Melissa Mancini & Ioanna Roumeliotis · CBC News · Posted: Apr 10, 2021| Last Updated: April 10
Allison Garber says from the outside it looked like she had it all together.
The communications business owner and mother of two may not have looked like a problem drinker. But she says she found herself willing the clock to hit 5 p.m. every day so she could open a bottle of wine and pour a glass. Then “not so patiently” waiting for her kids to go to bed so she could have a few more.
Garber decided she had a problem with drinking in 2018 and sought help. She’s been sober now for more than two years and is thankful her recovery came before the pandemic did.
“I am so glad that I was not still stuck on this train where I viewed alcohol as a reward for getting through a tough day,” she said. “[The pandemic] just amplified everything. It has amplified how we use alcohol as a form of self-medication, as a form of self care.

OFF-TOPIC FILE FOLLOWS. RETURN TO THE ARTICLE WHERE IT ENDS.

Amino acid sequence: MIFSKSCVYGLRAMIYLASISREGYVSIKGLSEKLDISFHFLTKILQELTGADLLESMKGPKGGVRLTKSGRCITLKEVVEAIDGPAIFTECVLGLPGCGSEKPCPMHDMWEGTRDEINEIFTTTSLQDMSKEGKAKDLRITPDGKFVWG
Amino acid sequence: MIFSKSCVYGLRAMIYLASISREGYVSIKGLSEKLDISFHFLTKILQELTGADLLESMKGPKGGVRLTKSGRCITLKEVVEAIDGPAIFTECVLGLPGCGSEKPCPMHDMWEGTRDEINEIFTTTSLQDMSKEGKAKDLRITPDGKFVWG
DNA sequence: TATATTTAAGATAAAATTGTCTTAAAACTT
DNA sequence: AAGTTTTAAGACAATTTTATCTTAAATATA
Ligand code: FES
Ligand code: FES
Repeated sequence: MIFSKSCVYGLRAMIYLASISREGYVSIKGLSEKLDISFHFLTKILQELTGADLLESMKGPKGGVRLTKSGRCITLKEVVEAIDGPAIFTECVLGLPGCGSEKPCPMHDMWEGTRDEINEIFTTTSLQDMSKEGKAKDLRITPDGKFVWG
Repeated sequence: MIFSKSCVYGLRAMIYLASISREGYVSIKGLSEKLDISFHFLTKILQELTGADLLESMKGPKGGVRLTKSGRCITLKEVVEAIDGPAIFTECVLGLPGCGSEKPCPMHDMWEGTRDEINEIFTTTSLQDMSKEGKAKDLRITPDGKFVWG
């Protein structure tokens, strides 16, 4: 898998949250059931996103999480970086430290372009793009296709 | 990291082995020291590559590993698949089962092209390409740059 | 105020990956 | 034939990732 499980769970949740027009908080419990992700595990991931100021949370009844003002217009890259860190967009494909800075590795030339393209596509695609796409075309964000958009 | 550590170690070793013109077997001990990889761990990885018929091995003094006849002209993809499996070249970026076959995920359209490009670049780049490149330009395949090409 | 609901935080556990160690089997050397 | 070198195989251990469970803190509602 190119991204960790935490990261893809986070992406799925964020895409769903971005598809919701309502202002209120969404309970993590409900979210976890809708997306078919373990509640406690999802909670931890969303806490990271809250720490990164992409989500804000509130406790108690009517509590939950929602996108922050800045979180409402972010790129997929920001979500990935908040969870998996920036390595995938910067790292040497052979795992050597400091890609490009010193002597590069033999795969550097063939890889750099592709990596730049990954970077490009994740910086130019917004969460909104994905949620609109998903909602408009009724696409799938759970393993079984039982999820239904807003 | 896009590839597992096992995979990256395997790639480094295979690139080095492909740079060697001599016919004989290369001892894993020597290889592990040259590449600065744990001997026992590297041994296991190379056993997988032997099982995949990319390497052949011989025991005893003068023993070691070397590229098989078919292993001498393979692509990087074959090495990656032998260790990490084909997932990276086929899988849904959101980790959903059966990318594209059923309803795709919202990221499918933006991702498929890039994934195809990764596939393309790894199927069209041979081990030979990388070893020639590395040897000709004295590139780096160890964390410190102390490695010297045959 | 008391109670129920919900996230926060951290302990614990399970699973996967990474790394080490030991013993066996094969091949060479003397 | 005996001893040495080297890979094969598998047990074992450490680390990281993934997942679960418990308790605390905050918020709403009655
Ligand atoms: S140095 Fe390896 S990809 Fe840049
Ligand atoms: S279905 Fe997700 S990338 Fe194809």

“And that message is reinforced almost everywhere you go. You’ve had a long day, pour yourself a glass of wine.”
Drinking among women has increased steadily in recent years. In 2018, the Report on the State of Public Health from Canada’s chief public health officer identified alcohol use in women as one of the most pressing concerns of our time. The report highlighted that from 2011 to 2017, deaths attributed to alcohol increased by 26 per cent among Canadian women, while alcohol-related deaths in men increased just five per cent.
The pandemic has led to soaring alcohol sales and some Canadians are reporting increased binge drinking. A Statistics Canada survey released in January shows many Canadians are not just pouring themselves a single glass. Almost one in five who responded to the survey said they consumed five or more drinks — the equivalent of a bottle of wine — on the days they reported drinking alcohol in the previous month.
The agency says this is higher than before COVID-19 hit.
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